The operator of Japan's crippled Fukushima nuclear plant on Thursday said another tank holding highly contaminated water is leaking, and that some of the liquid may have reached the Pacific Ocean, the second such breach in less than two months.
Tokyo Electric Power, or Tepco, said the water that leaked contained 200,000 becquerels per litre of beta-emitting radioactive isotopes including strontium 90. The legal limit for strontium 90 is 30 becquerels per litre.
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Tepco has been relying on hastily built tanks to hold excess cooling water flushed over damaged reactors at the Fukushima Daiichi site, where three units suffered nuclear meltdowns and hydrogen explosions after a March 2011 earthquake and tsunami.
The breach was discovered in a tank holding area away from where 300 tonnes of toxic water escaped in August. In the latest leak, one of the huge tanks was found to be tilted, with water sloshing out of the top, a spokesman said by phone.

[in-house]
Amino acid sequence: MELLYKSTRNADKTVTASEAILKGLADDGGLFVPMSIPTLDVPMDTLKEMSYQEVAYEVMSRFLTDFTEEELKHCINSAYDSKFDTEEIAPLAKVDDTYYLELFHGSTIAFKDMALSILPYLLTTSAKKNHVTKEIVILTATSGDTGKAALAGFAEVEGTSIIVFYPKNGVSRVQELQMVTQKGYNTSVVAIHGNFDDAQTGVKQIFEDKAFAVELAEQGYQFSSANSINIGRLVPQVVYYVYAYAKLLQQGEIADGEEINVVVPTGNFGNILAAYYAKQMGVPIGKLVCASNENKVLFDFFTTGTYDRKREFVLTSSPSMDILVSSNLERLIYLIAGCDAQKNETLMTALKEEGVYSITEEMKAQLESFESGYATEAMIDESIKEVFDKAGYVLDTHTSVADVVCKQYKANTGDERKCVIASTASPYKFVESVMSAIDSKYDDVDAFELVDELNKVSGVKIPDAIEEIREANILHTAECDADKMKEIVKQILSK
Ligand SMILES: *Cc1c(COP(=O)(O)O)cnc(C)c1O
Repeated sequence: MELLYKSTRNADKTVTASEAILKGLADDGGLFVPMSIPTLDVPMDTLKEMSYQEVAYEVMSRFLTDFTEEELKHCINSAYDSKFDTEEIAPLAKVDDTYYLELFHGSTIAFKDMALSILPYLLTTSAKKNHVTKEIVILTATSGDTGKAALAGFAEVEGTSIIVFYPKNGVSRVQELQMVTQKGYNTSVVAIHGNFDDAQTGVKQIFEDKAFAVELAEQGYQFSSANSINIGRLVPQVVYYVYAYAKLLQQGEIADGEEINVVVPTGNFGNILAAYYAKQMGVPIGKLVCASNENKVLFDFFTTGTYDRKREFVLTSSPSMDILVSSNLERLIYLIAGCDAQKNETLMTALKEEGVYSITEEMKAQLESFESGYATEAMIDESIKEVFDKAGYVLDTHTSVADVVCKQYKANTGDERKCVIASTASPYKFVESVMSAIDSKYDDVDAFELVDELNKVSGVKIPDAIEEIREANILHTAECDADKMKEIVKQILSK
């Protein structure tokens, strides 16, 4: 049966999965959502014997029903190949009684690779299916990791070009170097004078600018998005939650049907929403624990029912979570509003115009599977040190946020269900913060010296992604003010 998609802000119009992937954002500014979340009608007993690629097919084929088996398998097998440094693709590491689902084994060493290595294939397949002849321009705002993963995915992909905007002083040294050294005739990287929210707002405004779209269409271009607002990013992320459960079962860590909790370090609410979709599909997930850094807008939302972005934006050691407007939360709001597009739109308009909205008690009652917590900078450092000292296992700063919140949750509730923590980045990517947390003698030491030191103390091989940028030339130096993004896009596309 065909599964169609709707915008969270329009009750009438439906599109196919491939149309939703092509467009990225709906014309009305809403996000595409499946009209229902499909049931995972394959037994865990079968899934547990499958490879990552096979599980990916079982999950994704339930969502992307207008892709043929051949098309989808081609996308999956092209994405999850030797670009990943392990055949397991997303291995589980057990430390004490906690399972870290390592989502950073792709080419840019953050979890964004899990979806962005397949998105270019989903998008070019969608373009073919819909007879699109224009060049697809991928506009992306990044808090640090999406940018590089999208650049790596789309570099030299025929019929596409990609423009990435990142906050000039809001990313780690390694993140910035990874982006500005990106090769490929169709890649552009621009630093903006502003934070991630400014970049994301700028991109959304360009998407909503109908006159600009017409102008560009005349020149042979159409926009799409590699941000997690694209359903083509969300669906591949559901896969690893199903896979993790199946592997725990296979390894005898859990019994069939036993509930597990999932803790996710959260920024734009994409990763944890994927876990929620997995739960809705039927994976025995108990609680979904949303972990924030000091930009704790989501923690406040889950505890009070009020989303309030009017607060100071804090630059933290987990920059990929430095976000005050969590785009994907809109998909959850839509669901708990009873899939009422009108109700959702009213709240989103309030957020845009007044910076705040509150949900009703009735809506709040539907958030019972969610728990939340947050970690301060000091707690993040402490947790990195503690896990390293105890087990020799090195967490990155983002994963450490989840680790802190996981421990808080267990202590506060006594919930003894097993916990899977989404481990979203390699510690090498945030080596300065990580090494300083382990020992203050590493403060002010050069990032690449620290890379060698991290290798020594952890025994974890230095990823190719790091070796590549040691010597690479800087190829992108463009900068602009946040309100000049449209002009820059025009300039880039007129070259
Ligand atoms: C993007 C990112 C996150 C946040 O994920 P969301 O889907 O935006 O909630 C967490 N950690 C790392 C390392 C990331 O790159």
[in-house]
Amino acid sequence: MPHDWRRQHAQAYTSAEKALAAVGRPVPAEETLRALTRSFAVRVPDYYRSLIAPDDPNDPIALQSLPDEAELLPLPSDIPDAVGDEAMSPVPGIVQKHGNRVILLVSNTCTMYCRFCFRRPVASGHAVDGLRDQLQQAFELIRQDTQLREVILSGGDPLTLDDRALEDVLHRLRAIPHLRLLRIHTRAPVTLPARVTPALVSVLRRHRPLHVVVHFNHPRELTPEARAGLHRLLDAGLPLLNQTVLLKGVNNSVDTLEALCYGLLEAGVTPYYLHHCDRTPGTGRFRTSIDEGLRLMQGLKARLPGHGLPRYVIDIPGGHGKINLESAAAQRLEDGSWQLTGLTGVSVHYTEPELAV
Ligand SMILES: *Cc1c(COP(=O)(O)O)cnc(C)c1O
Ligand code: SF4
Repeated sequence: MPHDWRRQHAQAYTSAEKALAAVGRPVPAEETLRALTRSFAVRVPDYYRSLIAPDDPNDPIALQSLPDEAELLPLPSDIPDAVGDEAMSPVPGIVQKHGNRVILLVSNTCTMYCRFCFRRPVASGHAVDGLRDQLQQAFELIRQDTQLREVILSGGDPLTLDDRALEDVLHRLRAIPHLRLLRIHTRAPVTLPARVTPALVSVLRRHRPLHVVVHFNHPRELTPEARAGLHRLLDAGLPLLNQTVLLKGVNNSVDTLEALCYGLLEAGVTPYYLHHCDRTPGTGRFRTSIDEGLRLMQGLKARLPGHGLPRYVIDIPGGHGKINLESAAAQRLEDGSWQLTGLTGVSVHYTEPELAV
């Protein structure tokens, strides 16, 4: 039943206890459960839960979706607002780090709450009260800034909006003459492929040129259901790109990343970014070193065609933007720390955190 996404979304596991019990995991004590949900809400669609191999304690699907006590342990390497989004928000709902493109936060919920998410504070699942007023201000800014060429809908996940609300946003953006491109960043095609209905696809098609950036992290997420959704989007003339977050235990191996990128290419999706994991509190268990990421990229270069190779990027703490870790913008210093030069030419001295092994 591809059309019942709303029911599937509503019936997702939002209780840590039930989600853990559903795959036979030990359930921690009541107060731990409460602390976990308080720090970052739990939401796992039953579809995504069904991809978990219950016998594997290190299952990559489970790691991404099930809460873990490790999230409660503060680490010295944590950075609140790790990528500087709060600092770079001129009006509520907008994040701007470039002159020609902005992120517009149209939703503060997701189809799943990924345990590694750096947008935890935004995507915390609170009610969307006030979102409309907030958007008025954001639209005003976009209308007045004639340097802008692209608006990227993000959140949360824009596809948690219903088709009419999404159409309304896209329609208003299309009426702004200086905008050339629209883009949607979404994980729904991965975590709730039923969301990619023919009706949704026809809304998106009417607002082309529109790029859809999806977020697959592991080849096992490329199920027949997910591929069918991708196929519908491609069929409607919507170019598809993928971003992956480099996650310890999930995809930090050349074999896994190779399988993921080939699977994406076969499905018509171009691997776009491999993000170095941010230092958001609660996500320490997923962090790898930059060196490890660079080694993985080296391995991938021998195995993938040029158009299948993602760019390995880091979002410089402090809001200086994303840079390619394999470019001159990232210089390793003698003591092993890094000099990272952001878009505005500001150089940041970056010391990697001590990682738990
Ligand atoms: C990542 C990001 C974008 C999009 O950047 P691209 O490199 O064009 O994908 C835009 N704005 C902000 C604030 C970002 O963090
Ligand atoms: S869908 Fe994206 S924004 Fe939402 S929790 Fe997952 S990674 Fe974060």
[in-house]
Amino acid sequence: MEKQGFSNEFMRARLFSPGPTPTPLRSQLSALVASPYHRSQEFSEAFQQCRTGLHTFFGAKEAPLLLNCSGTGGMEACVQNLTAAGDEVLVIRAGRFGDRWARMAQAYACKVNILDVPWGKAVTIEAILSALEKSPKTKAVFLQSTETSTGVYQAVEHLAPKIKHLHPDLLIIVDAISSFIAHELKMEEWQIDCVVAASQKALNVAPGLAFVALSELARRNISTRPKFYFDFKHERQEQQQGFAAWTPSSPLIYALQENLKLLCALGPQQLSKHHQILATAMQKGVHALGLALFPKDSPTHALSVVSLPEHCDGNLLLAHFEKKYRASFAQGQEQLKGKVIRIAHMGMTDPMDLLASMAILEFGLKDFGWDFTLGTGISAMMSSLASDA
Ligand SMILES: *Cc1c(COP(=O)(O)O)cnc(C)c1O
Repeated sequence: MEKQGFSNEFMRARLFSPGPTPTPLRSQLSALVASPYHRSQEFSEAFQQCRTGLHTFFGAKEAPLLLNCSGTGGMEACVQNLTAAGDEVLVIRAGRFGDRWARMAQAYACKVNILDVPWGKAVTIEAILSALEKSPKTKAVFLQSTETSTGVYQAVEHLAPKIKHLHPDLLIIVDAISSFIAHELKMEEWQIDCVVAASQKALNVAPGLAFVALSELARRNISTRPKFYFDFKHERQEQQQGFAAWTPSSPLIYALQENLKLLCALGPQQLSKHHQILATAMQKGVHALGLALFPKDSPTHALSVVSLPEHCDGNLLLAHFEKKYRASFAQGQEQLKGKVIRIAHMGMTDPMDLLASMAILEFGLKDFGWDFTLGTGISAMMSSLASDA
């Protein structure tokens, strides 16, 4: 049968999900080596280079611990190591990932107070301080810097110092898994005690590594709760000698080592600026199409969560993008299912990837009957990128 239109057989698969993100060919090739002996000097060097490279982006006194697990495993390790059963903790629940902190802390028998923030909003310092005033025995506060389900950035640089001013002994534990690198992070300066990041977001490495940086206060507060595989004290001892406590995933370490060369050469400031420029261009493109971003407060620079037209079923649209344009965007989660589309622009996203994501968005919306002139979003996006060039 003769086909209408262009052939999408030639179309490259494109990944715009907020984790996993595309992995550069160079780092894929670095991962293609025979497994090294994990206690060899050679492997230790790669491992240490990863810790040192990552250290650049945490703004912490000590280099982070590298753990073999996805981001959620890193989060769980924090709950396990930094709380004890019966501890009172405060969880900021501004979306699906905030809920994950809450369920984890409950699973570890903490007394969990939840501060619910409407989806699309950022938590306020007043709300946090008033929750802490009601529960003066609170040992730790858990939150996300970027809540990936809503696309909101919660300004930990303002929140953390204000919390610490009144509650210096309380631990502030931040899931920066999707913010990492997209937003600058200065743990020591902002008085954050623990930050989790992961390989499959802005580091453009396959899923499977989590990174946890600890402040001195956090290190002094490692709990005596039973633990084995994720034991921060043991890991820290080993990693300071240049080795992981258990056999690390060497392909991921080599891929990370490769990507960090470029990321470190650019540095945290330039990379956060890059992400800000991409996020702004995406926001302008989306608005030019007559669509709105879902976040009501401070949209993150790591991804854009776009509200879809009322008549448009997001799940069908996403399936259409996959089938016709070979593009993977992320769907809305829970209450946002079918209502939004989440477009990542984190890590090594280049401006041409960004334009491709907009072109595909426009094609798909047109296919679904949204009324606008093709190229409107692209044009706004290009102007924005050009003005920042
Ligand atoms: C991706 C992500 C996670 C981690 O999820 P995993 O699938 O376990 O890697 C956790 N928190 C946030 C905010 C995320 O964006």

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Recent mishaps at the site have returned Tepco to the spotlight and called into question its ability to carry out a complex cleanup that is widely expected to take decades. Amid mounting international alarm, Japan's government stepped in and said it will fund efforts to improvement water management at the plant.
Tepco has been pumping hundreds of tonnes of water a day over the Fukushima reactors to keep them cool and storing the radioactive wastewater in tanks above ground.
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It has also found high levels of radiation just above the ground near other tanks, suggesting widespread structural problems with the tanks.